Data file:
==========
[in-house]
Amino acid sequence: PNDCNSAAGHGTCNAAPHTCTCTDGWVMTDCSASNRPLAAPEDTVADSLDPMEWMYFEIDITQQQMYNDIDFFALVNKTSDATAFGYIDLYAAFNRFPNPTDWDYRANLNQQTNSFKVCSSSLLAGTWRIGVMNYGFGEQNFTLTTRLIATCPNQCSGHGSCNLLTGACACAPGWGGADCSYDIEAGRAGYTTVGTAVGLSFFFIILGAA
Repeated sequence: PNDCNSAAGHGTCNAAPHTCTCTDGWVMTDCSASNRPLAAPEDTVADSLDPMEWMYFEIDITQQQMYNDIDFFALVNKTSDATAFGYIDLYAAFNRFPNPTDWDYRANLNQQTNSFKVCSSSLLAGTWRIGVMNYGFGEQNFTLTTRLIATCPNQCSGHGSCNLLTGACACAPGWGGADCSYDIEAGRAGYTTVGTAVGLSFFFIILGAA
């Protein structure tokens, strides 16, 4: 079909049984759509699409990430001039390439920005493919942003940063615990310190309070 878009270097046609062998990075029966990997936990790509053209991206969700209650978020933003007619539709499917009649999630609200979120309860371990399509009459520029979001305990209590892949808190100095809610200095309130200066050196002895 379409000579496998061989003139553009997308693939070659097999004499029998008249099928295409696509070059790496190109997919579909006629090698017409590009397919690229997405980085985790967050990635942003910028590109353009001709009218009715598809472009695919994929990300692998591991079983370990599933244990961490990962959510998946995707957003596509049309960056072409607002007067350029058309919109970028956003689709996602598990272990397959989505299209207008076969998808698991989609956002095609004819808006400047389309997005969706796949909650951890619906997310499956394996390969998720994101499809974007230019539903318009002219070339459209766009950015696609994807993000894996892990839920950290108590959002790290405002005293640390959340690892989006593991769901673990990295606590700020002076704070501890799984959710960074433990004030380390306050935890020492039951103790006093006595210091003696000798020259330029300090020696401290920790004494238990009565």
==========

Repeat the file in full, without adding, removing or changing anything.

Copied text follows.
[in-house]
Amino acid sequence: PNDCNSAAGHGTCNAAPHTCTCTDGWVMTDCSASNRPLAAPEDTVADSLDPMEWMYFEIDITQQQMYNDIDFFALVNKTSDATAFGYIDLYAAFNRFPNPTDWDYRANLNQQTNSFKVCSSSLLAGTWRIGVMNYGFGEQNFTLTTRLIATCPNQCSGHGSCNLLTGACACAPGWGGADCSYDIEAGRAGYTTVGTAVGLSFFFIILGAA
Repeated sequence: PNDCNSAAGHGTCNAAPHTCTCTDGWVMTDCSASNRPLAAPEDTVADSLDPMEWMYFEIDITQQQMYNDIDFFALVNKTSDATAFGYIDLYAAFNRFPNPTDWDYRANLNQQTNSFKVCSSSLLAGTWRIGVMNYGFGEQNFTLTTRLIATCPNQCSGHGSCNLLTGACACAPGWGGADCSYDIEAGRAGYTTVGTAVGLSFFFIILGAA
């Protein structure tokens, strides 16, 4: 079909049984759509699409990430001039390439920005493919942003940063615990310190309070 878009270097046609062998990075029966990997936990790509053209991206969700209650978020933003007619539709499917009649999630609200979120309860371990399509009459520029979001305990209590892949808190100095809610200095309130200066050196002895 379409000579496998061989003139553009997308693939070659097999004499029998008249099928295409696509070059790496190109997919579909006629090698017409590009397919690229997405980085985790967050990635942003910028590109353009001709009218009715598809472009695919994929990300692998591991079983370990599933244990961490990962959510998946995707957003596509049309960056072409607002007067350029058309919109970028956003689709996602598990272990397959989505299209207008076969998808698991989609956002095609004819808006400047389309997005969706796949909650951890619906997310499956394996390969998720994101499809974007230019539903318009002219070339459209766009950015696609994807993000894996892990839920950290108590959002790290405002005293640390959340690892989006593991769901673990990295606590700020002076704070501890799984959710960074433990004030380390306050935890020492039951103790006093006595210091003696000798020259330029300090020696401290920790004494238990009565």